The research, which was conducted by BMJ Global Health, discovered that these three simple techniques were 79% effective at curbing the transmission before symptoms emerged — but weren’t as protective once symptoms had developed.
Scientists behind the study said on BJM: “This study confirms the highest risk of household transmission being prior to symptom onset, but that precautionary [non-pharmaceutical interventions], such as mask use, disinfection and social distancing in households can prevent COVID-19 transmission during the pandemic.”
How did they do the research?
In conduct their research, the team questioned 460 people from 124 families in Beijing, China, on their household hygiene and behaviours during the pandemic. Each household had at least one confirmed case of the coronavirus (from February to late March 2020).
The average family size was around four people, but ranged from two to nine. Most households in the study had three generations living under the same roof.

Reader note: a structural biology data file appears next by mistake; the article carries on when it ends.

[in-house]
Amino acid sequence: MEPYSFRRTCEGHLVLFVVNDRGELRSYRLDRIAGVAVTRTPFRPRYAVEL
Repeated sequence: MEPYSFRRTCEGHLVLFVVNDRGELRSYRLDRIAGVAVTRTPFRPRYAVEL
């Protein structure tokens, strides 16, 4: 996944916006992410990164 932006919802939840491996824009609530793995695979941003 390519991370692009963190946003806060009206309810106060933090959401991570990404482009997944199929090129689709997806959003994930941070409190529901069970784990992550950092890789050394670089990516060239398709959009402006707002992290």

Around 36% of the children in the study caught the virus, compared to 69% of adults. Twelve children had mild symptoms, while 83% of adults had mild symptoms. In around one in 10 symptoms were severe, with one person becoming critically ill.
“The researchers wanted to know what factors might heighten or lessen the risk of subsequently catching the virus within the incubation period — 14 days from the start of that person’s symptoms,” explains the study.
What were their findings?
They found that using disinfectants on a daily basis, opening windows in the home and keeping at least one metre apart (with face masks) were associated with a lower risk of passing the virus — even more in crowded households. While many people wear face masks in public, their findings discovered that it’s just as vital to wear them at home, too.
“Frequent use of bleach or disinfectants for household cleaning and the wearing of a face mask at home before symptoms emerged, including by the first person to have them, were associated with a reduced risk of viral transmission,” the study says.
“A face mask worn before symptoms started was 79% effective, and disinfection 77% effective, at stopping the virus from being passed on.”
You can read the full research findings over on BMJ Global Health.
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